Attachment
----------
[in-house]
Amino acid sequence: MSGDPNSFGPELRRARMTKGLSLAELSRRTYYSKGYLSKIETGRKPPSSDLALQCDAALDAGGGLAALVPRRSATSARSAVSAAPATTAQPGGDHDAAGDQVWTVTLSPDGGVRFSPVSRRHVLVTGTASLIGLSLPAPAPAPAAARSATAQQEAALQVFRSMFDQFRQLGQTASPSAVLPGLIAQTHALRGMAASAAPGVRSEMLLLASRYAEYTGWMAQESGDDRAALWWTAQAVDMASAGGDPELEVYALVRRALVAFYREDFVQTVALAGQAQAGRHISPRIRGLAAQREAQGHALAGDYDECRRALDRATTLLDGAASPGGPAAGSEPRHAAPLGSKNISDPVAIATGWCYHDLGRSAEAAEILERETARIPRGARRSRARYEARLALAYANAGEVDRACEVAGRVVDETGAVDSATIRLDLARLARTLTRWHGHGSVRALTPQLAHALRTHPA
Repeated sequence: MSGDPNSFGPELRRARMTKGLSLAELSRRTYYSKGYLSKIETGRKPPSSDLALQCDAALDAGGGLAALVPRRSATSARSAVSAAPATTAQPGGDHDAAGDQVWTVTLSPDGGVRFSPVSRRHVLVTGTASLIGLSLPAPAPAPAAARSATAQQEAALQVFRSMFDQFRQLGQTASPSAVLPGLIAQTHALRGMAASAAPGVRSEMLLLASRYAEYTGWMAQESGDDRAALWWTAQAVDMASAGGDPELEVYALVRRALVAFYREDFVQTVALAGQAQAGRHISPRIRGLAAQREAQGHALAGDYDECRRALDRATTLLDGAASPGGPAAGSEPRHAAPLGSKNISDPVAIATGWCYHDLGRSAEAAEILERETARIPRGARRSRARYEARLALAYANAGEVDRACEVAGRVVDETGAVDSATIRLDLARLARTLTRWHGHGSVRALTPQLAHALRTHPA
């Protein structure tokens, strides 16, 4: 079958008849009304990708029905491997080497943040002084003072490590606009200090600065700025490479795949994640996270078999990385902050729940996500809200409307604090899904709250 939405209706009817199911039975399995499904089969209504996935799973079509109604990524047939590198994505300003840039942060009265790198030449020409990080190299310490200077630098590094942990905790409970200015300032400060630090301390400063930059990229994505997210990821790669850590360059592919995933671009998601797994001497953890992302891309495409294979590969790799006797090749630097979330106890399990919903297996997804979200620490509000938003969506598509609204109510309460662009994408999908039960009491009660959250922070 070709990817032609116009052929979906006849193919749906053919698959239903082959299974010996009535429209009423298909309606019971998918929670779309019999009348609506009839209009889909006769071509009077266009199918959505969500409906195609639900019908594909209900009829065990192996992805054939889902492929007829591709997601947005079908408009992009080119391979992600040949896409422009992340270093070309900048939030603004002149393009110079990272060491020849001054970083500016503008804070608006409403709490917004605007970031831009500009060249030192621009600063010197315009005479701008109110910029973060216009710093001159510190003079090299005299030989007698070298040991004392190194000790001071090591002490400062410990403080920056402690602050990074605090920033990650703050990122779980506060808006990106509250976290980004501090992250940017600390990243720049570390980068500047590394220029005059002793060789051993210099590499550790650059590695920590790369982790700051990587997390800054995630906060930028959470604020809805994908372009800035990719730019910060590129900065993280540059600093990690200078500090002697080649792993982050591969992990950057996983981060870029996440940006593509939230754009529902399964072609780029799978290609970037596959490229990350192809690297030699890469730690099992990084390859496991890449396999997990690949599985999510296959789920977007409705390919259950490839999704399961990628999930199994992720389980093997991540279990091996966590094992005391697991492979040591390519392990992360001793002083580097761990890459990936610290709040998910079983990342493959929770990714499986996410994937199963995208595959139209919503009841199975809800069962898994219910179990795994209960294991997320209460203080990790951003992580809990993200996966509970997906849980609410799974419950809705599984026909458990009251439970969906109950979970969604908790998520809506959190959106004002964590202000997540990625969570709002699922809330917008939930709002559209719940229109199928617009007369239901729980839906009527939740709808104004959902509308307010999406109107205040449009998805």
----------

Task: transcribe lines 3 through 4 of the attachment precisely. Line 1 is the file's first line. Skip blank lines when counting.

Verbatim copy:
Repeated sequence: MSGDPNSFGPELRRARMTKGLSLAELSRRTYYSKGYLSKIETGRKPPSSDLALQCDAALDAGGGLAALVPRRSATSARSAVSAAPATTAQPGGDHDAAGDQVWTVTLSPDGGVRFSPVSRRHVLVTGTASLIGLSLPAPAPAPAAARSATAQQEAALQVFRSMFDQFRQLGQTASPSAVLPGLIAQTHALRGMAASAAPGVRSEMLLLASRYAEYTGWMAQESGDDRAALWWTAQAVDMASAGGDPELEVYALVRRALVAFYREDFVQTVALAGQAQAGRHISPRIRGLAAQREAQGHALAGDYDECRRALDRATTLLDGAASPGGPAAGSEPRHAAPLGSKNISDPVAIATGWCYHDLGRSAEAAEILERETARIPRGARRSRARYEARLALAYANAGEVDRACEVAGRVVDETGAVDSATIRLDLARLARTLTRWHGHGSVRALTPQLAHALRTHPA
């Protein structure tokens, strides 16, 4: 079958008849009304990708029905491997080497943040002084003072490590606009200090600065700025490479795949994640996270078999990385902050729940996500809200409307604090899904709250 939405209706009817199911039975399995499904089969209504996935799973079509109604990524047939590198994505300003840039942060009265790198030449020409990080190299310490200077630098590094942990905790409970200015300032400060630090301390400063930059990229994505997210990821790669850590360059592919995933671009998601797994001497953890992302891309495409294979590969790799006797090749630097979330106890399990919903297996997804979200620490509000938003969506598509609204109510309460662009994408999908039960009491009660959250922070 070709990817032609116009052929979906006849193919749906053919698959239903082959299974010996009535429209009423298909309606019971998918929670779309019999009348609506009839209009889909006769071509009077266009199918959505969500409906195609639900019908594909209900009829065990192996992805054939889902492929007829591709997601947005079908408009992009080119391979992600040949896409422009992340270093070309900048939030603004002149393009110079990272060491020849001054970083500016503008804070608006409403709490917004605007970031831009500009060249030192621009600063010197315009005479701008109110910029973060216009710093001159510190003079090299005299030989007698070298040991004392190194000790001071090591002490400062410990403080920056402690602050990074605090920033990650703050990122779980506060808006990106509250976290980004501090992250940017600390990243720049570390980068500047590394220029005059002793060789051993210099590499550790650059590695920590790369982790700051990587997390800054995630906060930028959470604020809805994908372009800035990719730019910060590129900065993280540059600093990690200078500090002697080649792993982050591969992990950057996983981060870029996440940006593509939230754009529902399964072609780029799978290609970037596959490229990350192809690297030699890469730690099992990084390859496991890449396999997990690949599985999510296959789920977007409705390919259950490839999704399961990628999930199994992720389980093997991540279990091996966590094992005391697991492979040591390519392990992360001793002083580097761990890459990936610290709040998910079983990342493959929770990714499986996410994937199963995208595959139209919503009841199975809800069962898994219910179990795994209960294991997320209460203080990790951003992580809990993200996966509970997906849980609410799974419950809705599984026909458990009251439970969906109950979970969604908790998520809506959190959106004002964590202000997540990625969570709002699922809330917008939930709002559209719940229109199928617009007369239901729980839906009527939740709808104004959902509308307010999406109107205040449009998805």